Unfortunately for Demand Media and its shareholders, eHow.com is exactly the type of website Google is punishing with its Panda updates. The site’s content is often vague and uninformative. The writers usually show very little, if any, subject expertise, and viewers quickly realize the site probably doesn’t have the answers they were looking for.

Demand Media follows similar models for most of its web properties, which also rely heavily on search traffic. As a result, unique visitors across Demand Media’s sites fell from 120 million before Panda to 88 million in January 2014.

Read the full story here

RetailMeNot Sees it Stock Get Whacked By Google Algorithm Update

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RetailMeNot is see its stock get hit hard by the recent Google algorithm change.

Barry Schwartz wrote on Search Engine Land:

On Tuesday, Google pushed out their revised Panda Algorithm code-named Panda 4.0. Panda is designed to remove low-quality content from Google’s search results. Yesterday, we published an early Winners & Losers report on which large sites were impacted the most both in a positive and negative way.

RetailMeNot was one of the larger sites on the losers list, where Searchmetrics reported an approximate 33% loss in organic search visibility after Panda 4.0 was released. RetailMeNot was quick to issue a statement responding to these reports saying they “greatly overstate the impact on RetailMeNot.com.”

The company statement released this morning reads:

The company believes these reports greatly overstate the impact on RetailMeNot.com. Over RetailMeNot’s history, search engines have periodically implemented algorithm changes that have caused traffic to fluctuate. It is too early to judge any potential impact of the latest Google algorithm change. While RetailMeNot’s traffic with Google continues to grow year-over-year, the company has experienced some shift in rankings and traffic. The company continues to believe its focus on content quality and user experience will continue to help grow the business, enable consumers to save money and drive retailer sales.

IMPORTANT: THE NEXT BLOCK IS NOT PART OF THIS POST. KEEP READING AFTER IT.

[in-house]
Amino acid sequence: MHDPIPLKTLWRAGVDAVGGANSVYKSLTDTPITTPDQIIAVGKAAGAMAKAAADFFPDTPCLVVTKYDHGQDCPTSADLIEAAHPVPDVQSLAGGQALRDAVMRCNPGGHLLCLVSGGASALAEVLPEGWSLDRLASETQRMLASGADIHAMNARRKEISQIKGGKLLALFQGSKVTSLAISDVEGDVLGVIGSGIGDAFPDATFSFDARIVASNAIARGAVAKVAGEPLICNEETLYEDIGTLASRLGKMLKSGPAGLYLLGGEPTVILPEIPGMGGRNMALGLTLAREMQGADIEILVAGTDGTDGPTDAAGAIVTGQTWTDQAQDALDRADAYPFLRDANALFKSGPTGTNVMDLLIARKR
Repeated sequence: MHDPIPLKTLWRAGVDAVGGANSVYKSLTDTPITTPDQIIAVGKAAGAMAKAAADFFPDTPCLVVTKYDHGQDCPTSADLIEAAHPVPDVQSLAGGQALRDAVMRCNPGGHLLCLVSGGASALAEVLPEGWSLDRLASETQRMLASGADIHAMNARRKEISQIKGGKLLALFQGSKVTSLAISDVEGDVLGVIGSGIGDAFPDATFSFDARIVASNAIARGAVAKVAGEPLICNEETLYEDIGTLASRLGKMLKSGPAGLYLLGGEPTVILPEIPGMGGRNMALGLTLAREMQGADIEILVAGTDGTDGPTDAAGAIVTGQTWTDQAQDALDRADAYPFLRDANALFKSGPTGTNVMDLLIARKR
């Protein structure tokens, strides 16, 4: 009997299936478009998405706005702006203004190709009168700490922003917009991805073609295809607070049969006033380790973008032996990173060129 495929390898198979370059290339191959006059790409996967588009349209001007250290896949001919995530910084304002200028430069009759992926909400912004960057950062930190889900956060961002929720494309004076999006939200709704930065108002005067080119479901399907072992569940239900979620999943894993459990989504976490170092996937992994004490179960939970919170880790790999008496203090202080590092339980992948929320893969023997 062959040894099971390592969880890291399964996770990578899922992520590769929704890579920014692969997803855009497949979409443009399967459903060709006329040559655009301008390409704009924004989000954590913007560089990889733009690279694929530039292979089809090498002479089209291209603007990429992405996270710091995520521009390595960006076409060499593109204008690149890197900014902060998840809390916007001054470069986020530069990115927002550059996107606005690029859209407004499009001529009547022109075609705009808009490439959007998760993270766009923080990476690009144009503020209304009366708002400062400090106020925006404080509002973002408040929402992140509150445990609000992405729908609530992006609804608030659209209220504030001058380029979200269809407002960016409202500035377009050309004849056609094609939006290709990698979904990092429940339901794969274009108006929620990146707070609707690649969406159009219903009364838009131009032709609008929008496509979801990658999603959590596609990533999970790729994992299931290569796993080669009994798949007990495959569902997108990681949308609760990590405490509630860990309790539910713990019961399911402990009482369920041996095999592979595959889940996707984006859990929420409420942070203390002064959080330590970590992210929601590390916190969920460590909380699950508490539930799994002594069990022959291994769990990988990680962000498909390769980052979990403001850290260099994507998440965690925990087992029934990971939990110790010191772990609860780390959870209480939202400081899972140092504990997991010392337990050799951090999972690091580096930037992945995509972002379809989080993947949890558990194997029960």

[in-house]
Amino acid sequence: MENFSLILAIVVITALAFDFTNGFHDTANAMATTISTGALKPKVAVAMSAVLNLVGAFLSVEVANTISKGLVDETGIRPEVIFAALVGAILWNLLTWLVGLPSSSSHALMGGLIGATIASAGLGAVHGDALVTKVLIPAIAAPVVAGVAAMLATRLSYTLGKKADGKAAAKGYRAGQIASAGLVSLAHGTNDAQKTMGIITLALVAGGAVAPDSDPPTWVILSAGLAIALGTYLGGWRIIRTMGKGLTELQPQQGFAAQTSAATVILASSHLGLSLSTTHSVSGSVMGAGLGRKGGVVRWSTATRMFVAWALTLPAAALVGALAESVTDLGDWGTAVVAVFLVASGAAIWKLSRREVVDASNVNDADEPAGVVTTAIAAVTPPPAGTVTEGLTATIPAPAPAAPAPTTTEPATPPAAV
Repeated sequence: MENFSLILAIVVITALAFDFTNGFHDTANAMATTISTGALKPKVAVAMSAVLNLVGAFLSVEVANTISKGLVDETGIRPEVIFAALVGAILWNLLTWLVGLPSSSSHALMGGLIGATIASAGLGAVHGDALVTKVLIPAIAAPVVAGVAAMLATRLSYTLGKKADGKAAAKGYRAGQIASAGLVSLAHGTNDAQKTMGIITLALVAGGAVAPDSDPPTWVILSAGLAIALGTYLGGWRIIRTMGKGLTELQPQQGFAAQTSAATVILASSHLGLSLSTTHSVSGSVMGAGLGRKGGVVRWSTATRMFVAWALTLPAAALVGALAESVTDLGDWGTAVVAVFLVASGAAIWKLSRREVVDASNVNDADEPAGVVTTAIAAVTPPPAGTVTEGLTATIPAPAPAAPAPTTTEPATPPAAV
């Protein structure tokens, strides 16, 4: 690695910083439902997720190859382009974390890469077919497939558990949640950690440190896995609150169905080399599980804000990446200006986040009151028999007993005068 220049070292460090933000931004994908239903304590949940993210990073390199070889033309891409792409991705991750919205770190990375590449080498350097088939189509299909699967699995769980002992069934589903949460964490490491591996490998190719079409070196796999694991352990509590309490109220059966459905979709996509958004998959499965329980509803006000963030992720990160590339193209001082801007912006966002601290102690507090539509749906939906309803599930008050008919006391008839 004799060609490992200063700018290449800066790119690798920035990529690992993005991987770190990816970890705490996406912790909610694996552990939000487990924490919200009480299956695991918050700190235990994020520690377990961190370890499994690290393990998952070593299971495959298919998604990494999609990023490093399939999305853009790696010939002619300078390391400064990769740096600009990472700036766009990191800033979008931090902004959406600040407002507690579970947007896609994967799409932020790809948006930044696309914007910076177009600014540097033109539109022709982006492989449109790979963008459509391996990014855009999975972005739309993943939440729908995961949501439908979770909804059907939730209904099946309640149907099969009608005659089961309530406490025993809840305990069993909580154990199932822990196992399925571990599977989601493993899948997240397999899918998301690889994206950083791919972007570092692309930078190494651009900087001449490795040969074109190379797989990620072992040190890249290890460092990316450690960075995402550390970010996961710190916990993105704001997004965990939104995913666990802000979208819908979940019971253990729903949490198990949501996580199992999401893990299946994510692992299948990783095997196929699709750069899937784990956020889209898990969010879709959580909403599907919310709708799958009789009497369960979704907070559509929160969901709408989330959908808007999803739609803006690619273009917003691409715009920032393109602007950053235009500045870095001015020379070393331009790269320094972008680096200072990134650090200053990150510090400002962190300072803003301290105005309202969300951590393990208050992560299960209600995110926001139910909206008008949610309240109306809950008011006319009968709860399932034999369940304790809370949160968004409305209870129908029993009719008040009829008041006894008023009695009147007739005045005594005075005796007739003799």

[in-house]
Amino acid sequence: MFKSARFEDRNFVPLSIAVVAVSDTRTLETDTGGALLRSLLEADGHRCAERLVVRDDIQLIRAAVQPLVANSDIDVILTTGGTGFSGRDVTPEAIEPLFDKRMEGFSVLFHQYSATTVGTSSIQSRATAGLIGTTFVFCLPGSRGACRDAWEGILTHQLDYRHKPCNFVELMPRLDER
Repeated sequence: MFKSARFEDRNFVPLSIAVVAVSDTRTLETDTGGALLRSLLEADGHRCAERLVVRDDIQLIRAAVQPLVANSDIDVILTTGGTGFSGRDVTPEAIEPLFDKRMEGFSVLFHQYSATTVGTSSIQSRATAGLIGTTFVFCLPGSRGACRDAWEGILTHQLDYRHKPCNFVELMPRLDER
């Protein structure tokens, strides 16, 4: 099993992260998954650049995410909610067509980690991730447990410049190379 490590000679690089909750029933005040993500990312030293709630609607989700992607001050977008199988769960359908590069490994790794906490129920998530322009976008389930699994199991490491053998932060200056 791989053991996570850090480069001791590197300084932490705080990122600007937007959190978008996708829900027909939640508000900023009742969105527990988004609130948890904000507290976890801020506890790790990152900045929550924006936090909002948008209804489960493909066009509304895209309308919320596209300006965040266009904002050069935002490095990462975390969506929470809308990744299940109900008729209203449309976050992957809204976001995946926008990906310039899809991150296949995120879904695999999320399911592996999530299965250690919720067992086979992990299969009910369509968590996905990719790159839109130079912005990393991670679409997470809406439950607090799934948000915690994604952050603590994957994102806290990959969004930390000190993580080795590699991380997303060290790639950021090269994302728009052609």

Read the full story here

The stock which trades under the symbol SALE, was down close to 19 % on Thursday.

Bloomberg covered the story :

Google Inc. (GOOG) is trying to push out spammy sites from its search results, and RetailMeNot Inc.’s stock is paying the price.

RetailMeNot shares plunged a record 19 percent today after a report said that recent changes in Google’s search algorithm made results leading to the Web couponer 33 percent less visible. Searchmetrics, a provider of digital-marketing software, wrote a list of the winners and losers, with RetailMeNot as one of the biggest losers.

“These reports greatly overstate the impact on RetailMeNot.com,” the Austin, Texas-based company said in a statement today about the changes. “Over RetailMeNot’s history, search engines have periodically implemented algorithm changes that have caused traffic to fluctuate. It is too early to judge any potential impact of the latest Google algorithm change.”

Whether or not the threat is real, the plunge in RetailMeNot (SALE)’s shares underscores the control Google has over Internet traffic and the risks faced by companies that rely on the search engine for users. Google captured 68 percent of U.S. search queries in March, more than triple the market share for Microsoft Corp., according to ComScore Inc.

Read the full story here

This shows once again that if a business relies on Google or even if it is perceived to rely on Google, that things can go down hill fast with one little change from the engineers in Mountain View.